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Rantings of a Sandmonkey

Be forewarned: The writer of this blog is an extremely cynical, snarky, pro-US, secular, libertarian, disgruntled sandmonkey. If this is your cup of tea, please enjoy your stay here. If not, please sod off

Tuesday, February 08, 2005

Loophole in Airport security!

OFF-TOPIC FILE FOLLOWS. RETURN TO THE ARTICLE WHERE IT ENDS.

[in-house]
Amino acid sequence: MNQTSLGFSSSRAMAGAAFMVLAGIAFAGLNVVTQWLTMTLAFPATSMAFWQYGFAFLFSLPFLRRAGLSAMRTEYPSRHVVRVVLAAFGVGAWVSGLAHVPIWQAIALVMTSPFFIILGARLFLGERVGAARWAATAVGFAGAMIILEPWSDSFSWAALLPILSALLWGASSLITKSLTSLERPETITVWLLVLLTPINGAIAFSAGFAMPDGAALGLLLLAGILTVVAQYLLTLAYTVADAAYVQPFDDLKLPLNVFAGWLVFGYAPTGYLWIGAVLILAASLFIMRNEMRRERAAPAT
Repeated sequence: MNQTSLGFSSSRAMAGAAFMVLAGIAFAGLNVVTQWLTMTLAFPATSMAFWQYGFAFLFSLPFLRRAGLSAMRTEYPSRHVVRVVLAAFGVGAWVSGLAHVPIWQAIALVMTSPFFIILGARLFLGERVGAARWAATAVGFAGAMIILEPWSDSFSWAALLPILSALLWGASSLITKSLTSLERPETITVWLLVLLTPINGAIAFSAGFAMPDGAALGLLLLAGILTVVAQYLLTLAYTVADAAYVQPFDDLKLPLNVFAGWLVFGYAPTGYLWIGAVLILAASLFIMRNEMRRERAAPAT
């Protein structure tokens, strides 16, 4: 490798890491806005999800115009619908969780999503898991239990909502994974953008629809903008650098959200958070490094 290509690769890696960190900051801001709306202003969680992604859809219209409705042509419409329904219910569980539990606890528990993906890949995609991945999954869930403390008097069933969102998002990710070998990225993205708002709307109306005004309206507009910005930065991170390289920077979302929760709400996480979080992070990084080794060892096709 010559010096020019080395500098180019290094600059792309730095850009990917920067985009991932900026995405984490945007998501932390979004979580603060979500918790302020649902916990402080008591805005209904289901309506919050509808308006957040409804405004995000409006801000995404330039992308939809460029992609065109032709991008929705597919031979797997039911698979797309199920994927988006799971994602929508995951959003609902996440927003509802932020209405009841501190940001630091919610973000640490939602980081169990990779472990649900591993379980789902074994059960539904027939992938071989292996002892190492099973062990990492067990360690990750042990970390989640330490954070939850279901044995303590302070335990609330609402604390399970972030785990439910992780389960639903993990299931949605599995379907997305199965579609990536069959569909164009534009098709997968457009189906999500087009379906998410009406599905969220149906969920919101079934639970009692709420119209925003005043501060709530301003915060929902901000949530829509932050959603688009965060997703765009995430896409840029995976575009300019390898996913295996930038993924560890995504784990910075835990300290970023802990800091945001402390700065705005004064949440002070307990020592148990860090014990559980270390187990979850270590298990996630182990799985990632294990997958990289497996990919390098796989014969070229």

Slate has a very interesting article on Airport security and how there is this huge loophole that would make the "No-Fly" list, well, kinda useless against stopping suspected terrorists of boarding US planes. Here is how they use the "NO-FLY" list now: 1) Right before you go through security, a security guard checks your boarding pass against your government-issued ID, making sure the names match. This check does not include a scan of the barcode, in part because the same security checkpoints process passengers for multiple airlines with different computer systems. Occasionally a second security guard at the metal detector will double-check the boarding pass, but again, not by scanning it. 2) Once you get to your boarding gate, the barcode on the printed pass is finally scanned just before you enter the Jetway. However, as the boarding agents remind you over and over, you no longer need to show your ID at the gate. (The TSA estimates 80 percent of U.S. airports have done away with ID checks at the boarding gate.) I've noticed that many passengers still have their driver's licenses or passports in hand as they approach, remembering post-9/11 enhanced security. But the agents cheerily tell them to put their IDs away—they're no longer necessary. Here is the flaw if you didn't catch it: Do you see the big flaw? At no point do you have to prove that the person in whose name the ticket was bought is the same person standing at the airport. At stop 1), the name on a home-printed boarding pass is checked against an ID, but not against the name stored in the airline's computer. At stop 2), the name on the printed pass is checked against the name in the computer, but not against an ID. Now here is how the potential terrorist could use this to his/her advantage: So all a terrorist needs to breeze through this loophole are two different boarding passes, both printed at home, that are identical except for the name. Check out the mock-up I made on Microsoft Publisher in about 10 minutes, using a real boarding pass I was issued last month. On the first one, you see my real name. On the second, the name has been replaced by that of Mr. Serious Threat, who we will pretend is on the No-Fly List. Say Mr. Threat and his nefarious associates buy a ticket in someone else's name (perhaps by stealing a credit card number—something criminals do without immediate detection all the time). In this case, the name of the card-theft victim (me) will be printed on the boarding pass. Mr. Threat can be pretty sure a common name like mine won't trigger the No-Fly List as his would. Then he prints out the two boarding passes: the original in my name and an altered duplicate in his name. At the first security checkpoint (the one where no scan takes place), he can breeze through using any name he wishes—even his own—just so long as his photo ID matches the altered boarding pass. Unless the security guard has the entire No-Fly List memorized, she isn't going to stop Mr. Threat. On the way to his gate he does the old switcheroo, and produces the pass with my name, which will match the computer record. Child's play. His real identity has never set off the computer's alarm bells. Now, the reason i am posting this, is because i get harassed by airport security every single time i've arrived/departed at a US airport ever since 9/11. And i am ok with that. The head of the Hijackers came from Egypt, arabic names sound alike, and at the end of the day its US airports, so the US could do whatever the hell it wants to keep its flights safe. I understand that and i don't mind it cause i know i have done nothing wrong. But if i have to go through all that and some freakin terrorist manages to sashay his ass past security because of this stupid loophole, well, then excuse me if i am a lil pissed off that my time is getting wasted by procedures that aim to make you feel safe instead of actually protecting you. I agree with the Author of the piece that the No-Fly list is kinda stupid and pointless, but it is there and it gets used. Since this is the case, make sure that the people who are using it use it correctly. I don't know how you would do it, but talk to someone in the FAA, or your airport's managment or even write your congressmen or senator or something. But have them fix the system and protect you, before it's too late again.